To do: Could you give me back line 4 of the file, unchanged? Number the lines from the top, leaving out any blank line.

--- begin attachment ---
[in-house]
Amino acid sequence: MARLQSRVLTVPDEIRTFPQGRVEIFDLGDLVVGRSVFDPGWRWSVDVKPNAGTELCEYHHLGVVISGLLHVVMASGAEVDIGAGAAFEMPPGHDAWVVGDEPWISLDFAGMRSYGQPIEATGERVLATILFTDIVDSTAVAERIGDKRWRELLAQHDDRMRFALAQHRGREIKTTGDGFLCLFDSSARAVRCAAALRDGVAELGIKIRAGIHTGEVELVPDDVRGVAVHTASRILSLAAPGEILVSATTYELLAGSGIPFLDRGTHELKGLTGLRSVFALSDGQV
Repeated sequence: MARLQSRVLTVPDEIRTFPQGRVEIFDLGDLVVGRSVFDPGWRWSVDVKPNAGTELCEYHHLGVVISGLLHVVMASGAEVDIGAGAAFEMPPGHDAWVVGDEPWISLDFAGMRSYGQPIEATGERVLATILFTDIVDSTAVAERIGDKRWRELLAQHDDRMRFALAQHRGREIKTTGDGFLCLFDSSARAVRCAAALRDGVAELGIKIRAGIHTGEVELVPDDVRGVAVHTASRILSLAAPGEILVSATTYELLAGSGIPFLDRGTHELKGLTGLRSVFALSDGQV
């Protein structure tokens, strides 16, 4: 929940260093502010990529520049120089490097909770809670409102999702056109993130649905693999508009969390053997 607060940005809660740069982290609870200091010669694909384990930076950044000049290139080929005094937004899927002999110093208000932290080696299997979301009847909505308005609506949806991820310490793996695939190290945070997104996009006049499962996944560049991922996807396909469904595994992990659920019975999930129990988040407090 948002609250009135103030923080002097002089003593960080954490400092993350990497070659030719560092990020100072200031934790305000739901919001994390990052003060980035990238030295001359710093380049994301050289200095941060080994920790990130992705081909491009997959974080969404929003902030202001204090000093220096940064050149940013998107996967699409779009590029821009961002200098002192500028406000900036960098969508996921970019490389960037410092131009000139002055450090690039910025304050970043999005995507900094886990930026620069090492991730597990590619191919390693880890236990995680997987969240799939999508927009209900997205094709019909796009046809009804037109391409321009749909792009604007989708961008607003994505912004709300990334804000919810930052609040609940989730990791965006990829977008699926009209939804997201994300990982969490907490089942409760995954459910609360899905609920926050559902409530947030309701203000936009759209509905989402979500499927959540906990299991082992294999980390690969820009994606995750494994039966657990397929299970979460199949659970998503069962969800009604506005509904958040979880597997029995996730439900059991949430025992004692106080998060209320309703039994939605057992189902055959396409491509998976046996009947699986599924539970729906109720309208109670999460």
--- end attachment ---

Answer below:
């Protein structure tokens, strides 16, 4: 929940260093502010990529520049120089490097909770809670409102999702056109993130649905693999508009969390053997 607060940005809660740069982290609870200091010669694909384990930076950044000049290139080929005094937004899927002999110093208000932290080696299997979301009847909505308005609506949806991820310490793996695939190290945070997104996009006049499962996944560049991922996807396909469904595994992990659920019975999930129990988040407090 948002609250009135103030923080002097002089003593960080954490400092993350990497070659030719560092990020100072200031934790305000739901919001994390990052003060980035990238030295001359710093380049994301050289200095941060080994920790990130992705081909491009997959974080969404929003902030202001204090000093220096940064050149940013998107996967699409779009590029821009961002200098002192500028406000900036960098969508996921970019490389960037410092131009000139002055450090690039910025304050970043999005995507900094886990930026620069090492991730597990590619191919390693880890236990995680997987969240799939999508927009209900997205094709019909796009046809009804037109391409321009749909792009604007989708961008607003994505912004709300990334804000919810930052609040609940989730990791965006990829977008699926009209939804997201994300990982969490907490089942409760995954459910609360899905609920926050559902409530947030309701203000936009759209509905989402979500499927959540906990299991082992294999980390690969820009994606995750494994039966657990397929299970979460199949659970998503069962969800009604506005509904958040979880597997029995996730439900059991949430025992004692106080998060209320309703039994939605057992189902055959396409491509998976046996009947699986599924539970729906109720309208109670999460």